I gave this a neutral rating. But it gets points for it's ability to conjure up what it promises abstractly: a mysterious, misty woodland with rocky outcroppings, the sound of water lapping a shore, and a week of cool, overcast days by a campfire. Sillage/longevity aren't great, but this is an artistic composition that triggers imagination. It embodies a side of perfumery that I love: imagination, freedom, and willingness to experiment.
If only its price was more tent than luxury hotel...
Slightly more thumbs up than thumbs down. I am new to iris, and I appreciate the iris/wood combo with citrus and ambrette, but this wasn't as unique or interesting as I had expected. Does not project well on me past the first hour, but the orris lingers on close to my skin. Glad I checked out a sample but probably won't buy more.
I read about this one and was excited to try it because of the positive reviews I've seen. I am forever looking for tea based fragrances.
The only one in this line that smells like honest to goodness tea to me is Au Thé Rouge. Which I love.
It bugged me: why does this smell so familiar? Until I realized: it does smell like tea. The kind that comes in a powdered form in a tub with a scoop, and is loaded with pretend lemon flavoring and ends up much too sweet no matter how much it's diluted.
Once the sharply carbonated top has mellowed, this becomes pleasant.. but just isn't my cup of tea, so to speak.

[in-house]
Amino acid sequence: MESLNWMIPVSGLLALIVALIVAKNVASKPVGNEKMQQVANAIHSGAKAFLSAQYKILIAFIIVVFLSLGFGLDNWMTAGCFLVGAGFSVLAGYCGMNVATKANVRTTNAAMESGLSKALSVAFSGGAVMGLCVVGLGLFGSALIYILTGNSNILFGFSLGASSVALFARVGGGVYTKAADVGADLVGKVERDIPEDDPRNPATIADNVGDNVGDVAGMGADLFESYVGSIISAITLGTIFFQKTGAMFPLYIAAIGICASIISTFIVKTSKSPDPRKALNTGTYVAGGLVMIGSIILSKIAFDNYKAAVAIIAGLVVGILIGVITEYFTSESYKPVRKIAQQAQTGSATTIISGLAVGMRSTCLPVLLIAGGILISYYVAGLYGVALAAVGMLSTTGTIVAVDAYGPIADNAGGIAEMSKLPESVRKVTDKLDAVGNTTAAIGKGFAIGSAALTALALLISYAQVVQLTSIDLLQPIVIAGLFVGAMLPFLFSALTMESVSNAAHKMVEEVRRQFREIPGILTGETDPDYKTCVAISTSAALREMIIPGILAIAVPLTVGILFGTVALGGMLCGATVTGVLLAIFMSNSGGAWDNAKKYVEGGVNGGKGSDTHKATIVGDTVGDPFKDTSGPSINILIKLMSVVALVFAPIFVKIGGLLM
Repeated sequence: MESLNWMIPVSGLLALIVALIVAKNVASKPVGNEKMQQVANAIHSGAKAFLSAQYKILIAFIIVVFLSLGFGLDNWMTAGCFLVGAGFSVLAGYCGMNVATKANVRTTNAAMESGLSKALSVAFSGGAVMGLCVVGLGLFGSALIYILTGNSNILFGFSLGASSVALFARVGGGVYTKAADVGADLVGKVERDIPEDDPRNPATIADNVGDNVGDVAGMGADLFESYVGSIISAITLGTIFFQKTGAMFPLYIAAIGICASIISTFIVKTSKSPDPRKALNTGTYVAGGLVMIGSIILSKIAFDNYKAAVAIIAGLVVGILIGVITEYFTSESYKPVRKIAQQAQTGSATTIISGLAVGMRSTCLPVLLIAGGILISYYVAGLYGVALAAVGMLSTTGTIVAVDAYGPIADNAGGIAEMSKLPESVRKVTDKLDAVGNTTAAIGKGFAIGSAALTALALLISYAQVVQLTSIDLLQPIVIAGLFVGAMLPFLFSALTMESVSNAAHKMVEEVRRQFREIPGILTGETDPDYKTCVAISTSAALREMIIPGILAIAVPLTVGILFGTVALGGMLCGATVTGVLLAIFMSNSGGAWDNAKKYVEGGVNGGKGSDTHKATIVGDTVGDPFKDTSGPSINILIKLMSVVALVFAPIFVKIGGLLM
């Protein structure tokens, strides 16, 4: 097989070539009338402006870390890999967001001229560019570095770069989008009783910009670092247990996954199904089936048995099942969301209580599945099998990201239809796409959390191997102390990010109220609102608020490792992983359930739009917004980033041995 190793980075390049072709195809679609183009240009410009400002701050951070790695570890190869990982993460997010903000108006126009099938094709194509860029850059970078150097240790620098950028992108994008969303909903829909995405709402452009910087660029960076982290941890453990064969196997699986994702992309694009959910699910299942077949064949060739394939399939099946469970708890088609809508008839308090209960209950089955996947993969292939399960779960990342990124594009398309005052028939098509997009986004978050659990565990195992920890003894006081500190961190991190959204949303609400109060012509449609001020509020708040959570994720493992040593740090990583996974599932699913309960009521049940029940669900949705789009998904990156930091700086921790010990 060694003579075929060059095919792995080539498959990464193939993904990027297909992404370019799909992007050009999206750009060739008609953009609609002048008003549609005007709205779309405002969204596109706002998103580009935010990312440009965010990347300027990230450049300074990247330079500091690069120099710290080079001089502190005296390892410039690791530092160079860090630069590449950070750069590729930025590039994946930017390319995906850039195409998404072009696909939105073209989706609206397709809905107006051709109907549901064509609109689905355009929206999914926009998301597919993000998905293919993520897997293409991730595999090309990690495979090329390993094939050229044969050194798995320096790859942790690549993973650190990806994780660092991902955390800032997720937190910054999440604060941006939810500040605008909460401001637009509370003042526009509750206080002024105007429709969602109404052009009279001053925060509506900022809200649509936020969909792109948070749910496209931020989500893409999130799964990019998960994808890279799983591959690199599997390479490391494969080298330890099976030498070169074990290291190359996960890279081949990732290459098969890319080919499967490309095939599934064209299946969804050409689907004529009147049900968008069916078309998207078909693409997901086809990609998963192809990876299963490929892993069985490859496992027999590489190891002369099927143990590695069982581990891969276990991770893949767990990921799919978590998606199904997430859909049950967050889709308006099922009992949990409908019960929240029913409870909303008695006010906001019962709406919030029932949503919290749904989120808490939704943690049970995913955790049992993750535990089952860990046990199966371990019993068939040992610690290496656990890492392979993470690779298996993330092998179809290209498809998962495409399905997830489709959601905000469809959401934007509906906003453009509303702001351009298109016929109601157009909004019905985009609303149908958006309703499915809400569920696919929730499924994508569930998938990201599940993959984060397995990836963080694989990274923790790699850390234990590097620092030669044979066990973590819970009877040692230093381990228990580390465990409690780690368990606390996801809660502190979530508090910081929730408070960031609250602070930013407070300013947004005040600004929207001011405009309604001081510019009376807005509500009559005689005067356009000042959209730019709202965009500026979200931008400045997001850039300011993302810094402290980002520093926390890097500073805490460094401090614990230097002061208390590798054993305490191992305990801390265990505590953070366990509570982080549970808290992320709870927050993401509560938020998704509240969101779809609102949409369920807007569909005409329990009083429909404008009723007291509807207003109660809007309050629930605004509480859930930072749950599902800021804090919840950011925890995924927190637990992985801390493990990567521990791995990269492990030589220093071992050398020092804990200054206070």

I don't usually buy full bottles until I've spent a great deal of time with something, meaning it takes a lot for me to commit beyond a decanted sample. But when I tested this- and let it sit a few hours on my skin- I went back and got myself one. It was that good.
Initially, for a split second, I was horrified at what I interpreted as the smell of cheap baby wipes. Past that first moment, PH becomes a dreamy, creamy, cherries-and-almonds pipe tobacco trip. Liatrix? Pepper? Coumarin? Molasses? You bet. And as time passes, this remains three dimensional, and smells exactly like an antique furniture store with soft hardwood floors and a freshly unzipped pouch of sweet, grandfatherly pipe tobacco. Can't wait to wear this for fall!
This is hands down my favorite fragrance. Without any hesitation, at first sniff I was immediately transported to a summer evening of watching thunderstorms and jumping in puddles, and picking wet flowers in the fields.
I recently bought a bottle from Lush UK, but I have a suspicion that it was reformulated. I thought I remembered there being other absolutes listed on the ingredients, as well as "nettle" in some form.
It remains wonderful, however. Yes, it's smoky, and yes, it's minty. It's smokiness (to me) is unique, and the presence of real oakwood is sublime. Chamomile tea, aging wood, tobacco pipes, blooming wild mint, wet grass, and of course: rainwater... Seriously.
Whatever it is, it's mysterious and woodsy, it is tall, dark, and handsome. There are aspects of it that have (so far) been impossible to replicate.
My newness to perfumery has me testing and sampling all kinds of different fragrances, old and new, expensive and cheap.. But nothing comes close to this.